Madam Poppy Pomfrey is one of the most essential characters in the quest to take down Voldemort given that she saved both Harry’s, Ron’s, and Ginny’s lives in the Hospital Wing. The infirmary scene can be found in Bodleian Library’s Divinity School in the first two Harry Potter films.
13. #12 Grimmauld Place:
The ancestral home of the Black Family, protected by a Fidelius Charm, is invisible to the muggle neighbors in the Borough of Islington, London served as the Headquarters for the Order of the Phoenix. It was used as a hide out until Umbridge located the hideout and the ragtag team of wizards abandoned the property.
You can find 12 Grimmauld Place in Lincoln’s Inn Fields, a square where you’ll find the closest types of people to wizards—British layers, who inhabit many of the buildings in the square.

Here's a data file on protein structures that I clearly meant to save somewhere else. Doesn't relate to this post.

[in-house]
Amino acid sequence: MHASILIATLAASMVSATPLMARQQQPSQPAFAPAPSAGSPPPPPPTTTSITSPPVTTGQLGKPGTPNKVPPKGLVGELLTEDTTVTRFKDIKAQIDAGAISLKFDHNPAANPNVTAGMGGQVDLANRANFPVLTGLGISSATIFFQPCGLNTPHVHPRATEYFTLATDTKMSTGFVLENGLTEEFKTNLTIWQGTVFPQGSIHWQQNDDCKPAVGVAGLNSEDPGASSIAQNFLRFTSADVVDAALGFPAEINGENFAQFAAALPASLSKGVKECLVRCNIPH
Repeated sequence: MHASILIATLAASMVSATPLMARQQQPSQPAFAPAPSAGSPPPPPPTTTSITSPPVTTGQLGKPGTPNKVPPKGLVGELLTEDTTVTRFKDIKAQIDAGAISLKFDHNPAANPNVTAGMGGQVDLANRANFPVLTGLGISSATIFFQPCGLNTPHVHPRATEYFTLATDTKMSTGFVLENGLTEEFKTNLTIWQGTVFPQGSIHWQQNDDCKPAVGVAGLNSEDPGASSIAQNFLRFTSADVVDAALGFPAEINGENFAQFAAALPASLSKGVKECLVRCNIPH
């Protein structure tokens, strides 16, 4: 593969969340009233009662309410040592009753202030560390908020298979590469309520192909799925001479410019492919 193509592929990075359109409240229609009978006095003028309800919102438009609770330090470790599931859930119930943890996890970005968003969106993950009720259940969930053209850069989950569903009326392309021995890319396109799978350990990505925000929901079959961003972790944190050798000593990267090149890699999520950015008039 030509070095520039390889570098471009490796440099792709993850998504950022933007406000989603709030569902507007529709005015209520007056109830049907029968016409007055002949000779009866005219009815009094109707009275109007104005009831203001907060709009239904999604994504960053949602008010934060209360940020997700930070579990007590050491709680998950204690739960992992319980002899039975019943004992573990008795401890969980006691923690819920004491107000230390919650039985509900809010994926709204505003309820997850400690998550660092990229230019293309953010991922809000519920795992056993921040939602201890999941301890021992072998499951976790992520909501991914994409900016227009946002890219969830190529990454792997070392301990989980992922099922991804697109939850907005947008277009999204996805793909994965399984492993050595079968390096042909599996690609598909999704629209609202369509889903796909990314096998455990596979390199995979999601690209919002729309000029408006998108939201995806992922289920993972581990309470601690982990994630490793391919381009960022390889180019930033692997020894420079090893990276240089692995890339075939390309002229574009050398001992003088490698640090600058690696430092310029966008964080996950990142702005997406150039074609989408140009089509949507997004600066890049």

14. The Cave by the Sea:
Who could forget when Dumbledore and Harry apparated to the Cave by the sea to acquire the hidden locket of Salazar Slytherin, one of Tom Riddle’s seven Horcruxes? The real location is the famous Cliffs of Moher in Ireland. Easy to spot, you can see where Harry and Dumbledore stood before entering the Cave in Harry Potter and the Half-Blood Prince.
15. Millenium Bridge:
As one of the few locations seen in the films that is a real representation of a famous British site is the Millennium Bridge. Who could forget when the Deatheaters callously destroyed it and likely killed the Muggles walking on it in Harry Potter and the Half-Blood Prince? Thankfully, the beautiful pedestrian bridge remains intact and walkable—a popular site for sunset strolls.